The film finally gets discussed properly on the following days. On this occasion it was “The Favourite”. “Did you go? What did you think? Did they really swear that much? And what about all the sex? Was that necessary? Bit too much, in my opinion. I was hoping that (insert name of elderly, prudish, sheltered-life lady here) didn’t have her hearing aids in." Followed by a shudder. “Whatever can afore-mentioned elderly lady have thought of it?” Another delicious shudder, accompanied by a perplexed shake of the head. All are happy, It was a splendid evening. Some of us even took our folding chairs back to the annexe.

So, now tell me, which venue would you rather attend, your germ-free multiplex or my do-it-yourself village hall?






32 comments:

  1. I rarely go to theaters anymore, too easy to get films in the mail from subscription services or the library on loan and view them at home, crowd-free. I do see the possible appeal of the village hall though. What did you think of the film?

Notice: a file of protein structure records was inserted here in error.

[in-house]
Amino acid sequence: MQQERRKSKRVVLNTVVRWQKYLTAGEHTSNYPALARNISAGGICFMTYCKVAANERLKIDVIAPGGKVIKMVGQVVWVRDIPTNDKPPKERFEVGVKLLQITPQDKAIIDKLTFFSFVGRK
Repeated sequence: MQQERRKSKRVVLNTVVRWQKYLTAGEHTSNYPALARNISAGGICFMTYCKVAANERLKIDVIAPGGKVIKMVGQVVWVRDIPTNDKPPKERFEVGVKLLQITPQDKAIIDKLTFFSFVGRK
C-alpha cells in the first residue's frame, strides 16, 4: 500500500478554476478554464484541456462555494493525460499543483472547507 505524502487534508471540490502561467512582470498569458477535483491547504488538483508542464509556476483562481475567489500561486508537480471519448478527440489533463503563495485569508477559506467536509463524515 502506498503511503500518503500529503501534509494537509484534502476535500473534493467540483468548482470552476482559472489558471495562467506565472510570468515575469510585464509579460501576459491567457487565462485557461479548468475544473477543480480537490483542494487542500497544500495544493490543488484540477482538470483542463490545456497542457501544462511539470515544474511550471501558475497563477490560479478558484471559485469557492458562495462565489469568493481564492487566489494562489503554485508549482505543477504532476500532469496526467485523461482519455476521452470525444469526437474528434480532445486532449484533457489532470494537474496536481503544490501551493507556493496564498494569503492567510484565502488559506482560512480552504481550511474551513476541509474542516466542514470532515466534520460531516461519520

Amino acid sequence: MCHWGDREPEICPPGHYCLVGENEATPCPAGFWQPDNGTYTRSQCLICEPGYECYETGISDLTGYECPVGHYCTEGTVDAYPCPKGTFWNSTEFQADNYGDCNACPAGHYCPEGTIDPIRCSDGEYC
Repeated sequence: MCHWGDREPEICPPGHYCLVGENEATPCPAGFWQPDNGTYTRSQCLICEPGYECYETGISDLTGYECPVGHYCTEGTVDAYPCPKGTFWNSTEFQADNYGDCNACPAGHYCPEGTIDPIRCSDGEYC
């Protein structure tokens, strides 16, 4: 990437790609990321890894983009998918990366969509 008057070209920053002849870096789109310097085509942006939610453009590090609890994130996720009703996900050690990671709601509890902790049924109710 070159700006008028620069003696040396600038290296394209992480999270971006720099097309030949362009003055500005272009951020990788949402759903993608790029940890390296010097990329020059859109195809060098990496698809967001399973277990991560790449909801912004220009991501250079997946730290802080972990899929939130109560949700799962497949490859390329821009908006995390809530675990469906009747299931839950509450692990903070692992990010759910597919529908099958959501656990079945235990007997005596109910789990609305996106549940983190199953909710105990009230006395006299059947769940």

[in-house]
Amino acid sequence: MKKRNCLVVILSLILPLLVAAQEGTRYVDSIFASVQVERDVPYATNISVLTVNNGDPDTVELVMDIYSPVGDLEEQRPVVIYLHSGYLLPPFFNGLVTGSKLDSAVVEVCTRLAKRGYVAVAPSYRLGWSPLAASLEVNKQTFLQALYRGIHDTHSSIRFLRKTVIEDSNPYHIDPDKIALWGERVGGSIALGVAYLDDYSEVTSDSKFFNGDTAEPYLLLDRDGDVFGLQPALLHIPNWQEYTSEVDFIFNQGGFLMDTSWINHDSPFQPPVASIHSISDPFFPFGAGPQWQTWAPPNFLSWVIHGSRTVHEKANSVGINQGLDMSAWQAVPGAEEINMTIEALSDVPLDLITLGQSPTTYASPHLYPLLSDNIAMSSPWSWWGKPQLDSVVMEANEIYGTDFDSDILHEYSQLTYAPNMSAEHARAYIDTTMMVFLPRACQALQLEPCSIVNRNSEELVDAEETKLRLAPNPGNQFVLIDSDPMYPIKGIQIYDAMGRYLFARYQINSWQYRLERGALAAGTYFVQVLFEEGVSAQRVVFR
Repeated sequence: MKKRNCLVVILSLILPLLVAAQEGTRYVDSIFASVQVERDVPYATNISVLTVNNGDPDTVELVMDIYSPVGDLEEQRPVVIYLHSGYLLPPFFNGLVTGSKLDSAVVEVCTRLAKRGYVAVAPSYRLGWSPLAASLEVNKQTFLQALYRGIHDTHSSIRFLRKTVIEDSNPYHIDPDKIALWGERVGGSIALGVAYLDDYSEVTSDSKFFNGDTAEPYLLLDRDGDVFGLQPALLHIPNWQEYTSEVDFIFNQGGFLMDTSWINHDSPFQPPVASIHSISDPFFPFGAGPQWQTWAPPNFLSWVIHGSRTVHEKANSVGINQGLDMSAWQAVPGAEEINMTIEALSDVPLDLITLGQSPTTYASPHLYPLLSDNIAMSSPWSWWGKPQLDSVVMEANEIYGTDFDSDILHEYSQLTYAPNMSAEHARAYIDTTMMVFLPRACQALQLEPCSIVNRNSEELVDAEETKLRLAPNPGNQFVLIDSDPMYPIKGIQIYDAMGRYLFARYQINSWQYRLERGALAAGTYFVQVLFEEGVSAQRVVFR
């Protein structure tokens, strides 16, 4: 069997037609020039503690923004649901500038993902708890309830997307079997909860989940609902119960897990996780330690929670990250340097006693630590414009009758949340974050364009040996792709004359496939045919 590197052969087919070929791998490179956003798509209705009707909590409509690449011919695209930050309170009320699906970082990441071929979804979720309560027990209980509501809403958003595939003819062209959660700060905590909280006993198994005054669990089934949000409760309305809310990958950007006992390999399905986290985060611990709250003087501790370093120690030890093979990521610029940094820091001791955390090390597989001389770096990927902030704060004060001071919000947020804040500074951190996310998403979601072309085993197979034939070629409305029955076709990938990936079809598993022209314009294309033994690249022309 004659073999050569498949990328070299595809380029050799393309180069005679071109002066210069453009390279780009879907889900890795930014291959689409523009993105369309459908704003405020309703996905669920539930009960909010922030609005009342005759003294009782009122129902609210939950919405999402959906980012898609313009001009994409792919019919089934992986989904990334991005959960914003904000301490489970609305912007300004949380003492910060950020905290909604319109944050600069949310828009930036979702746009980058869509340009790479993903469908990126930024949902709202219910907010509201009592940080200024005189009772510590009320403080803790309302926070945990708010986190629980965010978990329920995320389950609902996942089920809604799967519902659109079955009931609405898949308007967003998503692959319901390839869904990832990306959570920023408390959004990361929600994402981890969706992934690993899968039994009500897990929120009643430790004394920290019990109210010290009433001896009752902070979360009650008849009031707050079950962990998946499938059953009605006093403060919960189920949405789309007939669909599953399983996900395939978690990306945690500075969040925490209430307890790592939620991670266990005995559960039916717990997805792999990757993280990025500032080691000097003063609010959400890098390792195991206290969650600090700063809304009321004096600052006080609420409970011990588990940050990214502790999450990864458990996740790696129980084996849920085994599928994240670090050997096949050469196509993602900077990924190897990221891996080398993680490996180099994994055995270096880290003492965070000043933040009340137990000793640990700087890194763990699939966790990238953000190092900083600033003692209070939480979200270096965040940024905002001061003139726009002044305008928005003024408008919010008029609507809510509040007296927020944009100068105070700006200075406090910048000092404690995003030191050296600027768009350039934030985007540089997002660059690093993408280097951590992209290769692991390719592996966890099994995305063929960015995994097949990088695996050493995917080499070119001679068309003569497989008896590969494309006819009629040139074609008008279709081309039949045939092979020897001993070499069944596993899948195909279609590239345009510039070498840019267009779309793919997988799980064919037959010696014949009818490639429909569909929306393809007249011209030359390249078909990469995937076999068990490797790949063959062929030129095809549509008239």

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  2. I can't remember the last movie I attended.
    I don't like the crowds and the volume is turned up waaaaay too high for my liking.
    I suspect your do-it-self would suit me better.

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  3. Village hall every time...but we only have the all singing all dancing one...